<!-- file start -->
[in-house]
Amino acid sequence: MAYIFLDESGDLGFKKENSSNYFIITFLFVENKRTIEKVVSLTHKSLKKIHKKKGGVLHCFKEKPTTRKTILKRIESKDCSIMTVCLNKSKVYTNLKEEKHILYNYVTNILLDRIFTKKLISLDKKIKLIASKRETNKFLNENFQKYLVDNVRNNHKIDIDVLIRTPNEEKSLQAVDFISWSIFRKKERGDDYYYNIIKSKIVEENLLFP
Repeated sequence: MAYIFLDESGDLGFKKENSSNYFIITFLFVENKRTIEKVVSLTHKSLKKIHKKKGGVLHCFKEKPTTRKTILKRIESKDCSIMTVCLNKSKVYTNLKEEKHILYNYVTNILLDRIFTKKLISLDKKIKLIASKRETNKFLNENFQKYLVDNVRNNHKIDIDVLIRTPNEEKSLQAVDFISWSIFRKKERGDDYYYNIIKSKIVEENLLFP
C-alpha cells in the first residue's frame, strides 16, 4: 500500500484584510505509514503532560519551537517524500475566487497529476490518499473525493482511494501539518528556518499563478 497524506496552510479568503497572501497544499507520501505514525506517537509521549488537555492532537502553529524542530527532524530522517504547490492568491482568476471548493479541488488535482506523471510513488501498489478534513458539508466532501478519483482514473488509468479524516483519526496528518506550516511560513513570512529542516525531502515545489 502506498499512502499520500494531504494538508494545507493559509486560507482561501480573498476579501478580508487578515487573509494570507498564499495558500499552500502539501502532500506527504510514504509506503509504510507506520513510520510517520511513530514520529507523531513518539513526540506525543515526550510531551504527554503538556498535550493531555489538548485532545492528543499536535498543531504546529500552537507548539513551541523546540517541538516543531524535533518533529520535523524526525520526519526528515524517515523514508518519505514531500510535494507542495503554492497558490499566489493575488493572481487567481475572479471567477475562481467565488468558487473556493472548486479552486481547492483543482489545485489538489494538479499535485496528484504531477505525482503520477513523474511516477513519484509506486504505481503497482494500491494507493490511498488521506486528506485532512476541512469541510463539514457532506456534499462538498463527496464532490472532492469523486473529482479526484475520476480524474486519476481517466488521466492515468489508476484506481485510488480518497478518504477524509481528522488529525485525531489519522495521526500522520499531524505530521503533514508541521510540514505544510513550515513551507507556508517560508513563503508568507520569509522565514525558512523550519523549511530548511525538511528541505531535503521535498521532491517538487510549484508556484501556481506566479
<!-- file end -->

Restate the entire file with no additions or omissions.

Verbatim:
[in-house]
Amino acid sequence: MAYIFLDESGDLGFKKENSSNYFIITFLFVENKRTIEKVVSLTHKSLKKIHKKKGGVLHCFKEKPTTRKTILKRIESKDCSIMTVCLNKSKVYTNLKEEKHILYNYVTNILLDRIFTKKLISLDKKIKLIASKRETNKFLNENFQKYLVDNVRNNHKIDIDVLIRTPNEEKSLQAVDFISWSIFRKKERGDDYYYNIIKSKIVEENLLFP
Repeated sequence: MAYIFLDESGDLGFKKENSSNYFIITFLFVENKRTIEKVVSLTHKSLKKIHKKKGGVLHCFKEKPTTRKTILKRIESKDCSIMTVCLNKSKVYTNLKEEKHILYNYVTNILLDRIFTKKLISLDKKIKLIASKRETNKFLNENFQKYLVDNVRNNHKIDIDVLIRTPNEEKSLQAVDFISWSIFRKKERGDDYYYNIIKSKIVEENLLFP
C-alpha cells in the first residue's frame, strides 16, 4: 500500500484584510505509514503532560519551537517524500475566487497529476490518499473525493482511494501539518528556518499563478 497524506496552510479568503497572501497544499507520501505514525506517537509521549488537555492532537502553529524542530527532524530522517504547490492568491482568476471548493479541488488535482506523471510513488501498489478534513458539508466532501478519483482514473488509468479524516483519526496528518506550516511560513513570512529542516525531502515545489 502506498499512502499520500494531504494538508494545507493559509486560507482561501480573498476579501478580508487578515487573509494570507498564499495558500499552500502539501502532500506527504510514504509506503509504510507506520513510520510517520511513530514520529507523531513518539513526540506525543515526550510531551504527554503538556498535550493531555489538548485532545492528543499536535498543531504546529500552537507548539513551541523546540517541538516543531524535533518533529520535523524526525520526519526528515524517515523514508518519505514531500510535494507542495503554492497558490499566489493575488493572481487567481475572479471567477475562481467565488468558487473556493472548486479552486481547492483543482489545485489538489494538479499535485496528484504531477505525482503520477513523474511516477513519484509506486504505481503497482494500491494507493490511498488521506486528506485532512476541512469541510463539514457532506456534499462538498463527496464532490472532492469523486473529482479526484475520476480524474486519476481517466488521466492515468489508476484506481485510488480518497478518504477524509481528522488529525485525531489519522495521526500522520499531524505530521503533514508541521510540514505544510513550515513551507507556508517560508513563503508568507520569509522565514525558512523550519523549511530548511525538511528541505531535503521535498521532491517538487510549484508556484501556481506566479